Afraid I mostly agree with the rest! The backs don't look good at all, but perhaps that's a comparitive statement, based on how they were when you got him? I don't think there's enough to go on by far, to jump to conclusions about the competency or otherwise of the farrier though. Perhaps this is a new farrier for him, so don't know what he started with either, but it does appear, IMO, he could do better with the back feet at least. From what can be seen(need more to really know), the fronts don't look too bad though(trim-wise) so perhaps the shoes are the only reason the backs are so different. Seeing some sole & other angle pics would be helpful - see my signature link for more info. Now here's what I see...
Firstly, I am assuming the lumpiness is just mud?? I know it may be difficult, but for best critique pix, hooves should be clean. It appears on the back feet at least, that the farrier has rasped the surface of the wall quite a way up? Did the horse have substantially more flared toes before he trimmed them? How about the fronts? It may be just disguised by mud but it appears that he didn't rasp the wall surface of the front feet? Were they in substantially better shape to begin with?
All feet are flared, the fronts perhaps only at the toe, but you can see the difference in angle in the top half inch or so(month??) of growth, that it has changed & appears to be growing well attached there. In the front lateral pic I marked a red line, showing about where I imagine they 'want' to be. You'll notice the line above the hairline, which I did to illustrate the possibility(again, not sure at all with only these pics) of a broken forward pastern axis. The wavy line of the opposite foot inside quarter shows that there is imbalance & likely too much pressure at that quarter, which may be remedied by 'scooping' the quarters, as per whatever the sole plane dictates.
Regarding growing out separation, I don't like the idea of just rasping flares off from the wall surface - this is mainly just cosmetic and may also remove too much wall strength and also protection for the front of the foot. I would instead do it in a similar way that he appears to have addressed the fronts - by bevelling/rolling the toe back from underneath(without trimming into sole!). This removes the load & leverage from the disconnected wall, to *allow* the disconnection to grow out. The fronts may or may not need to be bevelled more - can't tell from those pics of hoof in grass, but the lateral pic of his back foot that I marked hopefully illustrates what I mean better. In that pic, the straight blue line is about where I imagine his hoof 'wants' to be and the curved blue line at the bottom is around where I might trim it, to allow the flare to grow out. For the sake of cosmetics &/or interference I may also 'dub' the toe as he has done, but would only go about 1/3 of the way up the wall max, if that much, to preserve as much wall/protection as possible.
In the front-on pics of his backs it is clear the flaring is all the way round, not just at the toe, and I would basically address it in the same manner - bevel/roll the walls from the ground surface, to wherever the ideal 'hoofprint' or 'breakover' should be for him. Regarding finding what is correct for him, I think Equine Lameness Prevention Organization
describes the hows & whys quite well.
Regarding the crack, I disagree that shoes are a good idea, because you're just peripherally loading already disconnected, fractured walls, for one. I think the best treatment is to *releive* pressure, not put more on the walls. So for a number of reasons I'd ditch the shoes asap, but of course, that's another something that you'll have to do your own research & make your own decision on. Hopefully my signature links will help you start learning, to enable you to make objective decisions.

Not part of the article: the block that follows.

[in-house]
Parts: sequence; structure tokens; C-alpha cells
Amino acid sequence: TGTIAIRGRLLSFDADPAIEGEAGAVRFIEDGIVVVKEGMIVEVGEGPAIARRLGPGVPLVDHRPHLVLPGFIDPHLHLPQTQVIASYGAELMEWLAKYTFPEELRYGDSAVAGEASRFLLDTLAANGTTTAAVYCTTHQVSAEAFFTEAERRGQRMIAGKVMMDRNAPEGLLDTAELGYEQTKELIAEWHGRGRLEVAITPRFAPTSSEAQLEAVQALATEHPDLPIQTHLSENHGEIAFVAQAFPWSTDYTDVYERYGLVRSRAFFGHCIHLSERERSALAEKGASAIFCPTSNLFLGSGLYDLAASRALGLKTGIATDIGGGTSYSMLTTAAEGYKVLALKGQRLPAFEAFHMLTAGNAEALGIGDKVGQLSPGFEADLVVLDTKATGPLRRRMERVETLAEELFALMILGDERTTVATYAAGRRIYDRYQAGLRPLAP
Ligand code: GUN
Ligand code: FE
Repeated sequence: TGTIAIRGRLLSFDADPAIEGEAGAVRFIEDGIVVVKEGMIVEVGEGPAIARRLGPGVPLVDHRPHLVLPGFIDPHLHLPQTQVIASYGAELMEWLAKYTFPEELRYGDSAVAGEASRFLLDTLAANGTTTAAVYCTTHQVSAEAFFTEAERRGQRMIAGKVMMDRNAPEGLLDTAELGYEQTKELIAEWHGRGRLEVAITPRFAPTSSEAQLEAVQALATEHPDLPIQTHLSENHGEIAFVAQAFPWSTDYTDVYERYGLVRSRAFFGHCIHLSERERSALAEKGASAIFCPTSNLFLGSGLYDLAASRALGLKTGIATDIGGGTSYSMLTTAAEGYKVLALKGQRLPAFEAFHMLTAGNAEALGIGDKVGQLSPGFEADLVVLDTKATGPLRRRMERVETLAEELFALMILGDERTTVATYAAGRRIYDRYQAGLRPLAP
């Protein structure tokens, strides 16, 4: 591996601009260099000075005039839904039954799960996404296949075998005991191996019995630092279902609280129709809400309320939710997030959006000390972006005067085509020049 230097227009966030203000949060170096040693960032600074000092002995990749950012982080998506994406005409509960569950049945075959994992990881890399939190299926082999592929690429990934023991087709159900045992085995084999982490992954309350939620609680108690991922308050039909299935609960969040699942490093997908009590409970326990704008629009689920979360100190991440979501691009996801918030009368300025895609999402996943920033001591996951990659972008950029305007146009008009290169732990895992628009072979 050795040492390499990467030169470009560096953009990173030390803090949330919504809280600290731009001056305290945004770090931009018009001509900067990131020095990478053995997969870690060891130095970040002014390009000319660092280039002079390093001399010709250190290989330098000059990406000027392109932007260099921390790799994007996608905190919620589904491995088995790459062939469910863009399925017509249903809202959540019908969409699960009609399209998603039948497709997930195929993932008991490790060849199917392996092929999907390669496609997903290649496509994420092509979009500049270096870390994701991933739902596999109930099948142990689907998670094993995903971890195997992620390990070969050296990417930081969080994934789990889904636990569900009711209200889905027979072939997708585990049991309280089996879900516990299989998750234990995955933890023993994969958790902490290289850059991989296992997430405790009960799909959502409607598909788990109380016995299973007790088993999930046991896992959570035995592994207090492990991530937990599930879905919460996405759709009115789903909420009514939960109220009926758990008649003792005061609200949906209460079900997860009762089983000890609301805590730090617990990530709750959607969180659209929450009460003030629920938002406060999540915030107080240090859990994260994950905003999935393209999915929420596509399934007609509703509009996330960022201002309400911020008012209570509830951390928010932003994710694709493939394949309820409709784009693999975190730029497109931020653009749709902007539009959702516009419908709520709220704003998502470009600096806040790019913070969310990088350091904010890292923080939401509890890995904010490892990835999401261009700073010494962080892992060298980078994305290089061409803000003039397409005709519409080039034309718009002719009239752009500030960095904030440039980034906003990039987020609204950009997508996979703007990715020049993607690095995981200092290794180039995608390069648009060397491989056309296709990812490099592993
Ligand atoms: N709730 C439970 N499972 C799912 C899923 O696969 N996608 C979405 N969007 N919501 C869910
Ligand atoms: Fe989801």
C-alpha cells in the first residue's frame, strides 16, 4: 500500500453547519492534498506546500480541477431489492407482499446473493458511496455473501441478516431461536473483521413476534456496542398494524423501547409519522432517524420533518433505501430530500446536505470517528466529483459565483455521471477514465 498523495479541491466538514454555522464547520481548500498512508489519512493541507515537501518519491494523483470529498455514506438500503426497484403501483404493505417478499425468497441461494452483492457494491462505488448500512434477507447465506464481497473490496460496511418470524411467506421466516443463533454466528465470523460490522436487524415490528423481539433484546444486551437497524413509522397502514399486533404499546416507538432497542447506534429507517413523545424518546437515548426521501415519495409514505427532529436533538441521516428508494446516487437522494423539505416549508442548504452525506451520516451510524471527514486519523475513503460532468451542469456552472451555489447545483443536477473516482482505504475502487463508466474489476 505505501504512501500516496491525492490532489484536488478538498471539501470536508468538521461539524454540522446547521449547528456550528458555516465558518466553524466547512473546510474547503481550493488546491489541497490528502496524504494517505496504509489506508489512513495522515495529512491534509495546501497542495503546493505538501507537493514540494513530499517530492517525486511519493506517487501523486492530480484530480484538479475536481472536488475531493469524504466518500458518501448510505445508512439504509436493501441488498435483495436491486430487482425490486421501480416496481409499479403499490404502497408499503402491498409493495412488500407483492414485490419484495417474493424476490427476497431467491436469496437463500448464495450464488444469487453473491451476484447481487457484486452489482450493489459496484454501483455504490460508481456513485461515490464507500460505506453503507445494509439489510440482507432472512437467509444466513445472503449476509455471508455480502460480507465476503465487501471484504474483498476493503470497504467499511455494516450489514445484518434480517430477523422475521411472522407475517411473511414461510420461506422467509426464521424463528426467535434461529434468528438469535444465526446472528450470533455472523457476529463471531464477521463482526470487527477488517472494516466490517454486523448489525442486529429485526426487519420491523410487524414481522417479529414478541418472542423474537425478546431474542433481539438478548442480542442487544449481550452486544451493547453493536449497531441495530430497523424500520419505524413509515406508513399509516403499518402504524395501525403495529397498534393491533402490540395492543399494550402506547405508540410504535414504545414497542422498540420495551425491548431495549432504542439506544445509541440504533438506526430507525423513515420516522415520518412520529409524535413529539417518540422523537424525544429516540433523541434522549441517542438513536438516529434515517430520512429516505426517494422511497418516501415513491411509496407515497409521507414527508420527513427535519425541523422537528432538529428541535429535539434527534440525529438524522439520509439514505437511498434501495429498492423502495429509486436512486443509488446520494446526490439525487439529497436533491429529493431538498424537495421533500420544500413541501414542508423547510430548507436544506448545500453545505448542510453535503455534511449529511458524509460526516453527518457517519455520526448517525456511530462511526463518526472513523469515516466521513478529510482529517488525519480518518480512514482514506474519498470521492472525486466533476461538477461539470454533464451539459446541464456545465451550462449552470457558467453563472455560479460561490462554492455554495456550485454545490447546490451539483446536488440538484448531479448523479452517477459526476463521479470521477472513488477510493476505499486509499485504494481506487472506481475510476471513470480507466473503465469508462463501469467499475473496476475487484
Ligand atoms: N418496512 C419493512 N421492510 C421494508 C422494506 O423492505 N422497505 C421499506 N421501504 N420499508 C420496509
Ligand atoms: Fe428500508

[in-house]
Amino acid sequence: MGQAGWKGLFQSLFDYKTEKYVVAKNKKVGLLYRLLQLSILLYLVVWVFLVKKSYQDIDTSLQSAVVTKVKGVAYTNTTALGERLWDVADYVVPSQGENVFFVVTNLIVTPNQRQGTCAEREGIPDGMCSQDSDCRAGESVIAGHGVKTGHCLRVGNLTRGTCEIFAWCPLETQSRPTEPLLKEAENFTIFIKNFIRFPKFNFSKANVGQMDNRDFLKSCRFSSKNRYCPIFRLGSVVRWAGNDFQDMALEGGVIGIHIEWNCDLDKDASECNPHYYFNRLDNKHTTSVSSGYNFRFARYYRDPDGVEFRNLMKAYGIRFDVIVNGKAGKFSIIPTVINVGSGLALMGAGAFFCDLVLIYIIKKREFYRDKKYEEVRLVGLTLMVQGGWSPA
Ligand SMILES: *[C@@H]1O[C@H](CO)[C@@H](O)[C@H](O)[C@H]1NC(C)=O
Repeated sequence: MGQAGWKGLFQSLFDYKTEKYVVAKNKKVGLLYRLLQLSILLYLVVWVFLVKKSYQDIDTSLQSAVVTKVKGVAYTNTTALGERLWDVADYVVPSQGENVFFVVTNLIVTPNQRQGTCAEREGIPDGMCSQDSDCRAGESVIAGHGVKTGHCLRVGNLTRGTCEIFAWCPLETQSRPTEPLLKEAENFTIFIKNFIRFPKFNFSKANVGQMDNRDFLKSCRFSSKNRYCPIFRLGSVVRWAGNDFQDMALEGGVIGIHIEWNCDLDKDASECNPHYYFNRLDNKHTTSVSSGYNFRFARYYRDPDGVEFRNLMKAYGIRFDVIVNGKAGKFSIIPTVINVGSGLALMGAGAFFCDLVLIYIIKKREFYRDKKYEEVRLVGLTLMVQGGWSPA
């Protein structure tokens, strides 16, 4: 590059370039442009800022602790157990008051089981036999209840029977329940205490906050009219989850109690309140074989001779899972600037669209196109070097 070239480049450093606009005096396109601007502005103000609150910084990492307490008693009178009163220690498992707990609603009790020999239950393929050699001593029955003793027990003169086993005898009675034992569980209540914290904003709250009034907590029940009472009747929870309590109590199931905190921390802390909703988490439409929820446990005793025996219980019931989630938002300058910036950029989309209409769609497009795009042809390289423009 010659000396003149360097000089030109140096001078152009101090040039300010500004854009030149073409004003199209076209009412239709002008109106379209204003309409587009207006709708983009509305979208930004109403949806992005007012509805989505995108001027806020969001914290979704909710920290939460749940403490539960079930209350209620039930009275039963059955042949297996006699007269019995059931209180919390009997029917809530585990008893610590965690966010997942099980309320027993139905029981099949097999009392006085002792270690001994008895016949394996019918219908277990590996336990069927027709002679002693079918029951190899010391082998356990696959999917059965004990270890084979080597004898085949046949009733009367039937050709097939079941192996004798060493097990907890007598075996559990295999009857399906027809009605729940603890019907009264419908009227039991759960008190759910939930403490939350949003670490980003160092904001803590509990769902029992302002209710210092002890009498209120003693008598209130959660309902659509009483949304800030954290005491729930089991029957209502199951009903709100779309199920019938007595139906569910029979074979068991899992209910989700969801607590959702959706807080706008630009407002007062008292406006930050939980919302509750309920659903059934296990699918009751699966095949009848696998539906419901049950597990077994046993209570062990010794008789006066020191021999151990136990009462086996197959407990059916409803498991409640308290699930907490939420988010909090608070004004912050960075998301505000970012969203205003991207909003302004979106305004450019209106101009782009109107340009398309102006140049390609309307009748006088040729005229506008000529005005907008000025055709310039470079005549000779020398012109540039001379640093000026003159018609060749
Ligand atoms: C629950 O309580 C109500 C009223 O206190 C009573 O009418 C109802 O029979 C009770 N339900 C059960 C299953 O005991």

In the back lateral pic, I've marked in red approximately where I may further roll/bevel the wall to releive that crack more. Tho that may not be needed at all, if the foot can be otherwise well balanced & disconnected walls releived sufficiently. I would also suspect that infection in that crack is very likely, and that would also be perpetuating it, even when the hoof is well balanced. I would definitely be treating it seriously and would also seriously consider digging it out/resecting may be a good move.
Other things... Diet is SOOO important for hoof health, which I don't know if that's stating the obvious to you or not, but check out Katy Watts | Safergrass.org
for starters, if you haven't already.
That right rear heel looks like it's suffered a pretty major 'blow out'. I'd keep tabs on that, to avoid/treat further infection. Also with that much separation & probably weak heels, he will likely need protection for the base of his feet, when being ridden on hard ground at least, so I'd consider hoof boots.
On average, 5-6 weekly is a reasonable schedule IMO for trimming/shoeing. I would not leave shoes on for more than 6 weeks max, but for just trimming, some horses can healthily go a bit over that. However, many horses need more frequent trims - 3-4 weeks - and I think it's especially important in treating unhealthy hooves, to do them more frequently, in order to *keep* them in shape & improving, rather than allowing them to get further out of shape before 'correcting' the imbalances. Therefore(another 'con' of shoes IMO), with feet such as his, I'd be inclined to do little & often - say fortnightly. If your farrier's a decent type
he may be willing to give you an old rasp & instruct you in doing interim trims to keep him 'touched up', so that you don't have to get the farrier more than 6-weekly.
So anyway, that's my take on it. Hope it helps & I'd be interested to see/hear more. Cheers!